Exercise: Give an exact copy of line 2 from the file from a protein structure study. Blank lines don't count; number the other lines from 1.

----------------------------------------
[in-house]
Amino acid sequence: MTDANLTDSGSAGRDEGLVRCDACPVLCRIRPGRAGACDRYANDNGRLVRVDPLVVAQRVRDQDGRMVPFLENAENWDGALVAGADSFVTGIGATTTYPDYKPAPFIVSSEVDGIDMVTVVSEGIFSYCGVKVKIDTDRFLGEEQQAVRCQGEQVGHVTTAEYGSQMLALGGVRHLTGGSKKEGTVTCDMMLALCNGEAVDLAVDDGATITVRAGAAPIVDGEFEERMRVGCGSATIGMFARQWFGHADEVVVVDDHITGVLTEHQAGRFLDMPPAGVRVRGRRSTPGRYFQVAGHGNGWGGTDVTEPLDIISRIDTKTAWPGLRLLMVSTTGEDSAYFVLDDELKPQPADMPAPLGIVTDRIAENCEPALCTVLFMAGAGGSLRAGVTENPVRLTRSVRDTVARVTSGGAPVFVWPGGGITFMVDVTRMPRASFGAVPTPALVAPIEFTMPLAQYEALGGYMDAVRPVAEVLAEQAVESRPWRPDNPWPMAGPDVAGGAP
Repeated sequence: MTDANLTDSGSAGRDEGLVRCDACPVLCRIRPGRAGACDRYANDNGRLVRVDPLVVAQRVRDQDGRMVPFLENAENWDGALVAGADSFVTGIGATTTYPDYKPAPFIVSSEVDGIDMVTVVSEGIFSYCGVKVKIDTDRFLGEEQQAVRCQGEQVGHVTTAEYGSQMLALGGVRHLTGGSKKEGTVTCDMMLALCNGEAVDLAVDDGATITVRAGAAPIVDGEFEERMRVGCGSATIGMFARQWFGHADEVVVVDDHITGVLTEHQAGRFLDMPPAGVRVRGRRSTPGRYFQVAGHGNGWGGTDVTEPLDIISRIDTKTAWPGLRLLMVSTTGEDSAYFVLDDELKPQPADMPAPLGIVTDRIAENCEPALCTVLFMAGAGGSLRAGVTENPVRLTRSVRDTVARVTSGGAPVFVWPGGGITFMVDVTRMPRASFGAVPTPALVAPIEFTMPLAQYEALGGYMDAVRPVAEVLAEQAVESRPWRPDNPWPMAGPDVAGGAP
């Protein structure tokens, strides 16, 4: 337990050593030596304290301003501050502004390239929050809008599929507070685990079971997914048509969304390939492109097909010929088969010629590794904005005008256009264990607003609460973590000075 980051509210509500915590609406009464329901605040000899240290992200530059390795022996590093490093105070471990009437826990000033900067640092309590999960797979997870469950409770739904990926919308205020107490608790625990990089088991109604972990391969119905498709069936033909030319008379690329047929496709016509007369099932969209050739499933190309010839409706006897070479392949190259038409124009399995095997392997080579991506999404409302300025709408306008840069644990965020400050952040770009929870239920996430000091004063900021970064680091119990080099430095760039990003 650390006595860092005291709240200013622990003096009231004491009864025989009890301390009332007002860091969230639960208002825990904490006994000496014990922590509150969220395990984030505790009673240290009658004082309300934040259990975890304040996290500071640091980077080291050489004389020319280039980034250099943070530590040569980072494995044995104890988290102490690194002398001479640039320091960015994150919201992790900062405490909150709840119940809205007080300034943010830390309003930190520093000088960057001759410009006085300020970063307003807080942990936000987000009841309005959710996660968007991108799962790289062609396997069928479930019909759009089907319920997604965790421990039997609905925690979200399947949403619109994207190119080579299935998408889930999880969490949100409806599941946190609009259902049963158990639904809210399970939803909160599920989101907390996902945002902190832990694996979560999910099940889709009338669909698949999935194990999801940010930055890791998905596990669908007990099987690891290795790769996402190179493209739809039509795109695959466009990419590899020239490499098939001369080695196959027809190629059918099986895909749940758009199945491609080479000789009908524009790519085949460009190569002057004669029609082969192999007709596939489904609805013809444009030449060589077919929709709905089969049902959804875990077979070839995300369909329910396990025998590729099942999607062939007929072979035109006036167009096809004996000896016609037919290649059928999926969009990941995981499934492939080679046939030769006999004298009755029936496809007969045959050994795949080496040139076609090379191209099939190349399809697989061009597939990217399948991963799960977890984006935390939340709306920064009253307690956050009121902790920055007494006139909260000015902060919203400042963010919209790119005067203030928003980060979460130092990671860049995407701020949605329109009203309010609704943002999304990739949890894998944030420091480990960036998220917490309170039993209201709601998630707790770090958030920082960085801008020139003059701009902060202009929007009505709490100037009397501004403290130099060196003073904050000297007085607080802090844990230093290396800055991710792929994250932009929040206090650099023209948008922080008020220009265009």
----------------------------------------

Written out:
Amino acid sequence: MTDANLTDSGSAGRDEGLVRCDACPVLCRIRPGRAGACDRYANDNGRLVRVDPLVVAQRVRDQDGRMVPFLENAENWDGALVAGADSFVTGIGATTTYPDYKPAPFIVSSEVDGIDMVTVVSEGIFSYCGVKVKIDTDRFLGEEQQAVRCQGEQVGHVTTAEYGSQMLALGGVRHLTGGSKKEGTVTCDMMLALCNGEAVDLAVDDGATITVRAGAAPIVDGEFEERMRVGCGSATIGMFARQWFGHADEVVVVDDHITGVLTEHQAGRFLDMPPAGVRVRGRRSTPGRYFQVAGHGNGWGGTDVTEPLDIISRIDTKTAWPGLRLLMVSTTGEDSAYFVLDDELKPQPADMPAPLGIVTDRIAENCEPALCTVLFMAGAGGSLRAGVTENPVRLTRSVRDTVARVTSGGAPVFVWPGGGITFMVDVTRMPRASFGAVPTPALVAPIEFTMPLAQYEALGGYMDAVRPVAEVLAEQAVESRPWRPDNPWPMAGPDVAGGAP